Compass

Five Miles Up with … Amanda Palmer

Compass

(Photo: Kambriel)

Back in February, Amanda Palmer, the lead singer, pianist, and lyricist/composer of Amanda Palmer and The Grand Theft Orchestra, as well as The Dresden Dolls, took to a stage in Long Beach, Calif., without striking a note. Instead, she gave a TED Talk on The Art of Asking. Palmer spoke about making human connections during concert tours by tweeting requests for primal needs, including shelter. The wisdom she gained via crash pads and couch surfing prompted FMU to unplug our earphones to get to know our seatmates en transit. To kick things off properly, we got an introduction to Palmer’s travel style.

What’s something you never fail to pack in your suitcase?
My memory foam pillow. It's my religion.

Carry-on or check-in?
Almost always both, but carry-on if I possibly can. Run, run, run away!!!

Window or aisle?
Window.

Do you bring food with you on plane?
I scour the airport for decent snacks and the only decent airport snack food seems to be in Australia. They have smoothies to die for.

What’s your idea of the perfect vacation?
Going on a meditation or yoga retreat totally alone and completely unplugging the phone and computer.

Tell us about a vacation you’ve taken that’s come close thus far.
I've done a few. My favorite spot is in Barre, Mass., at the Insight Meditation Society’s Retreat Center. It's a gorgeous spot full of calm history.

In your TED Talk you mention making random connections during your travels. Will you share one that was particularly meaningful to you?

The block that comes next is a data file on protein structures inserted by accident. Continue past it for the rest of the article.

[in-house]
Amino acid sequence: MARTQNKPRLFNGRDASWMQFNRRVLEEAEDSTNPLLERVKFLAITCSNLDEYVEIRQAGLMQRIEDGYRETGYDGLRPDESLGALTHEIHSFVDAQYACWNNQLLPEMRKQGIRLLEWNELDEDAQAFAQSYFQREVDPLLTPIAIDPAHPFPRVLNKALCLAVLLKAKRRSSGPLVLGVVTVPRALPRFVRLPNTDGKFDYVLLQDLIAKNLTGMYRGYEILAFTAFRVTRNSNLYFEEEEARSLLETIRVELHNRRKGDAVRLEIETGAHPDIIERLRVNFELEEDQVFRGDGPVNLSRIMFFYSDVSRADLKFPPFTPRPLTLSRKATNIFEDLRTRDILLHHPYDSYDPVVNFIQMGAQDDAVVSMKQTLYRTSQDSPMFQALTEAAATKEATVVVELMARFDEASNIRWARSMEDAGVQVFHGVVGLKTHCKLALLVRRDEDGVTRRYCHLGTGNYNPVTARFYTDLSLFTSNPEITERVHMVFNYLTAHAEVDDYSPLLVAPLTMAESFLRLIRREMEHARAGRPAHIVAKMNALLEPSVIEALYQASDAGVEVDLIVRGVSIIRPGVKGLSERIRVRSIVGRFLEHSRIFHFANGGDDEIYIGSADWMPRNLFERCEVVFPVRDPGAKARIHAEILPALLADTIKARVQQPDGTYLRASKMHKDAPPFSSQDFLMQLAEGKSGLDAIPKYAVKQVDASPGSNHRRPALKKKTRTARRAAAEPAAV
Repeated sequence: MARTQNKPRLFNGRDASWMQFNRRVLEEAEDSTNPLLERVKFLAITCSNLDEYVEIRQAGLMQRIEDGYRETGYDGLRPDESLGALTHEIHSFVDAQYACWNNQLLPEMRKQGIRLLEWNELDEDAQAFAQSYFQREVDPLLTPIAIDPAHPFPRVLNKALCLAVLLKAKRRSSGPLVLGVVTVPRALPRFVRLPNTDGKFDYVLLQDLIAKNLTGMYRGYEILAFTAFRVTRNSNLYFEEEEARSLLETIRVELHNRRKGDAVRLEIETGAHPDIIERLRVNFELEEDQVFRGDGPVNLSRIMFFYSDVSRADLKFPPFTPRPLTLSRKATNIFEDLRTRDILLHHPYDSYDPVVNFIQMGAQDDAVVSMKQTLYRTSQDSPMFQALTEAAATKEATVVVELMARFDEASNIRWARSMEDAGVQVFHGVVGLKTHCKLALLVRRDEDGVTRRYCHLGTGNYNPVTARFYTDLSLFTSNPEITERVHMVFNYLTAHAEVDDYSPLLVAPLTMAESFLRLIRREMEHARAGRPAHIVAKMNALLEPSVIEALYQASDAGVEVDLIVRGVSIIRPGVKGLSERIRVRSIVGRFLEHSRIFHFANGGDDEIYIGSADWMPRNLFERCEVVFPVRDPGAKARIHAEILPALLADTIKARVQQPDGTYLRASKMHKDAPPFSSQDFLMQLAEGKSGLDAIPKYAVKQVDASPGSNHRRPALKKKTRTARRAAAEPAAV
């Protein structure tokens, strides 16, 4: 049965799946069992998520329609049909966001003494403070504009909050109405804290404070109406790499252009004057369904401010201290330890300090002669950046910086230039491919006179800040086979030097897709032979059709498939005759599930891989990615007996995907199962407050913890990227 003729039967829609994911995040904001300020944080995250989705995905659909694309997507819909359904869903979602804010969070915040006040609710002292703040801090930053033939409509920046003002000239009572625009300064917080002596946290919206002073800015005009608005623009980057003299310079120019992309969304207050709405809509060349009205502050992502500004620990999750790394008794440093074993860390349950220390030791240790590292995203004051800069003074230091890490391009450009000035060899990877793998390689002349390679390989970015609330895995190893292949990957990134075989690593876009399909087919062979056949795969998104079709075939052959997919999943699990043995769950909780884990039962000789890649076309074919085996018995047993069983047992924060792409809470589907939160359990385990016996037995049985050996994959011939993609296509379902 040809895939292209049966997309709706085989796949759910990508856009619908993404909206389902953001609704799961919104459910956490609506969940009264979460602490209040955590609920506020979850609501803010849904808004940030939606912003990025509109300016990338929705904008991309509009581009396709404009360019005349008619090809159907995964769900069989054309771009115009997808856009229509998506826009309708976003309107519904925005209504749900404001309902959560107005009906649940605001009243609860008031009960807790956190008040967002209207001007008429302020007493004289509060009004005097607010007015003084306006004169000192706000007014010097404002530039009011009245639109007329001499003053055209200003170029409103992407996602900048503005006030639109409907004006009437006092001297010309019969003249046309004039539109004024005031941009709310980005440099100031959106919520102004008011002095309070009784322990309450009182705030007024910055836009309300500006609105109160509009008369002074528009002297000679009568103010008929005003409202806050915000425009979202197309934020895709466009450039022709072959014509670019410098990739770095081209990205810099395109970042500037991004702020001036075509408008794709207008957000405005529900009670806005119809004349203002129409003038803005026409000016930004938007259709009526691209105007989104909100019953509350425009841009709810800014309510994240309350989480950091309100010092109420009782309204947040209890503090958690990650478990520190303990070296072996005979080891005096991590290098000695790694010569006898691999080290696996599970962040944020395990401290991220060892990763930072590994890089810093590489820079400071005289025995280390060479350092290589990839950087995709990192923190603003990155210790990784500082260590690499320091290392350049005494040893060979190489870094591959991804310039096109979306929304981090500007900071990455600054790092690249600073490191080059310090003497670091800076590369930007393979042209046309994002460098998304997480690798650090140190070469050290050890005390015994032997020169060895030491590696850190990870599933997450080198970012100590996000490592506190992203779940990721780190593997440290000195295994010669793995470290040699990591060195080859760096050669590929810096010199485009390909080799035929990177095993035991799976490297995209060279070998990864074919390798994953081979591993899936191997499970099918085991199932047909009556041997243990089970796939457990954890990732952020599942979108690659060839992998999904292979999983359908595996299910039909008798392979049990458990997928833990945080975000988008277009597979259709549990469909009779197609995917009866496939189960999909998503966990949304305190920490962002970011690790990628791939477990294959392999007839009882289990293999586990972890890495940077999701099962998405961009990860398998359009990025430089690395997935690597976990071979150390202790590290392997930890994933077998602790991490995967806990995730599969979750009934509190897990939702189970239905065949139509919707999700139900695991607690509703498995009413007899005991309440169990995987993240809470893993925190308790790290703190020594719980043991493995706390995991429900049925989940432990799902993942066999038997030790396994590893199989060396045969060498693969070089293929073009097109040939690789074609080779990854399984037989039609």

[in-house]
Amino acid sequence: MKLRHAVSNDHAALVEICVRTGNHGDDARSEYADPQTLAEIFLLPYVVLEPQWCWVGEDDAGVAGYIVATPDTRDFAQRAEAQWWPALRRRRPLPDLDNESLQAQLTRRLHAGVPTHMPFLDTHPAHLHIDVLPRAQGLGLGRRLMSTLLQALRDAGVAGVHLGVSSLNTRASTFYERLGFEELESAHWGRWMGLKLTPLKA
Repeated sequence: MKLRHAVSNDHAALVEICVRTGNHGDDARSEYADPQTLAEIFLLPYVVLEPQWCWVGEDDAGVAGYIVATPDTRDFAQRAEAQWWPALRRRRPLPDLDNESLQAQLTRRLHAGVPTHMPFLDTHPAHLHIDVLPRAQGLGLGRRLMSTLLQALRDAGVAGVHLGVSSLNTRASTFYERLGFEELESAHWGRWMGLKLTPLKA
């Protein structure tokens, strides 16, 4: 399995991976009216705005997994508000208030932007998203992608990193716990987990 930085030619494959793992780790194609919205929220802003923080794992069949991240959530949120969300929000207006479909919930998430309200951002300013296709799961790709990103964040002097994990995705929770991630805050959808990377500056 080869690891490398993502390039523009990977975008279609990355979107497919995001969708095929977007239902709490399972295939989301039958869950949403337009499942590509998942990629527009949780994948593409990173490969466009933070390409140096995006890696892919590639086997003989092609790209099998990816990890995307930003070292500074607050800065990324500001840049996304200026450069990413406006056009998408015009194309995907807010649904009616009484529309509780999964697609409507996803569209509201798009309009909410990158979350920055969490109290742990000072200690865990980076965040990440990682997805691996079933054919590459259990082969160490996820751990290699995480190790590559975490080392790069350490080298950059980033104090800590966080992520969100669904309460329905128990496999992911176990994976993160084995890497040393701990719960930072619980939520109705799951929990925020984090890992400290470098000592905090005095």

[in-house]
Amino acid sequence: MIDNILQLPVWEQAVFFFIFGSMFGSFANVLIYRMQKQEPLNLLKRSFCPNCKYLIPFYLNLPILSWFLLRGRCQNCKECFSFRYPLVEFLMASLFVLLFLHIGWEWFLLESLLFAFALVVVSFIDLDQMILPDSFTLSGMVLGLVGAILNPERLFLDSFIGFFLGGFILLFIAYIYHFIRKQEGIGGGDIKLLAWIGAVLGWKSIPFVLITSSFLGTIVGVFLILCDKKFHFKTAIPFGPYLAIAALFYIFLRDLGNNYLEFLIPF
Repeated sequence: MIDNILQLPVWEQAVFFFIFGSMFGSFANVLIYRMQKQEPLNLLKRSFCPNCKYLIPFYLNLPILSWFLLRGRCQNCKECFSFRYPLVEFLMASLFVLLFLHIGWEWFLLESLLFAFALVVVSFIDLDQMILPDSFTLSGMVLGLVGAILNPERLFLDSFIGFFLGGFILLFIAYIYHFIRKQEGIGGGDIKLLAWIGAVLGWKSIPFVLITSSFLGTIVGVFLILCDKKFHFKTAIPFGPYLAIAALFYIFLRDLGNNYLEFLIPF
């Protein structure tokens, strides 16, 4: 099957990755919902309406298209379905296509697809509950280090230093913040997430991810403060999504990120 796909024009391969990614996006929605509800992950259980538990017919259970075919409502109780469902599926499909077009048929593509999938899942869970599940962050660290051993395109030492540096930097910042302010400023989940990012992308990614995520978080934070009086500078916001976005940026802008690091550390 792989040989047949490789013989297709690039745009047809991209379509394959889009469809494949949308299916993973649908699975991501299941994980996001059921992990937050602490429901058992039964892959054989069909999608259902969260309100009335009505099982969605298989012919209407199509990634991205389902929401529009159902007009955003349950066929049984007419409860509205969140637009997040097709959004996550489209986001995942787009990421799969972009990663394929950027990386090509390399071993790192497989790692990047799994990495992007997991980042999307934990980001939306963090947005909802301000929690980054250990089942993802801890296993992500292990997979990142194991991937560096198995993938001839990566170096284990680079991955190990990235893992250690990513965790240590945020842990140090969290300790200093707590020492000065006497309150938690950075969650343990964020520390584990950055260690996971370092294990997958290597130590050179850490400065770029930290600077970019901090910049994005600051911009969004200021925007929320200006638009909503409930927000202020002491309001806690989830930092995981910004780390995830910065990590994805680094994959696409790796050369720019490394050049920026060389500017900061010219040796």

Oh my God, there have been so many. My favorite of all time was being on an Amtrak train from Boston to New York. The train was packed and I had to pick a seatmate, so I chose the tastiest-looking option ... an old Buddhist monk sitting by himself. He was probably about 70, in full robes and the whole deal, and he spoke no English. We had the most wonderful eye contact and handholding connection, as I explained to him with hand gestures that I am a Buddhist (more or less). He was just as sweet and profound as can be, and asked me to put my head in his lap. AND THEN HE TRIED TO MAKE OUT WITH ME. I was like: what the f*?k, monk? We ended up with a compromise ... I let him nibble my neck a little. It was surreal.

What’s the worst vacation you’ve taken?
Probably either the one to Mexico, or the one to Morocco, with Neil, my wonderful husband. We just don't vacation, we don't know how. So we drove each other crazy and decided never to vacation like normal people again.

Where’s your favorite destination for performing?
Melbourne, Australia.

What's the most decadent souvenir you ever come back with?
Does it count if I say my husband is British? He's pretty exotic. Score.

Ever try a food that you wished you hadn't?
Vegemite. Terrible. And Natto in Japan, the evil equivalent.

Favorite accommodations?
In Bonn, Germany, I once stayed in a child's bunk bed with a pink felt canopy. I was in heaven.

The one thing you're willing to splurge on above all else.
Massages.

Three songs, or artists, on your travel playlist?
The best road-trip songs I know: “The Golden Age by Beck, anything by Elliott Smith and anything by Cathode. Brian (Viglione) and I used to play a song called “Destroy the Orcs by 3 Inches of Blood when pulling the van out of Boston for a tour.

Where would you take someone visiting your hometown for the first time?
I'd apologize for wherever we were, then take them to New York.

You only get one more trip in your lifetime. Where will it be?
To Cafe Pamplona in Cambridge, Mass.

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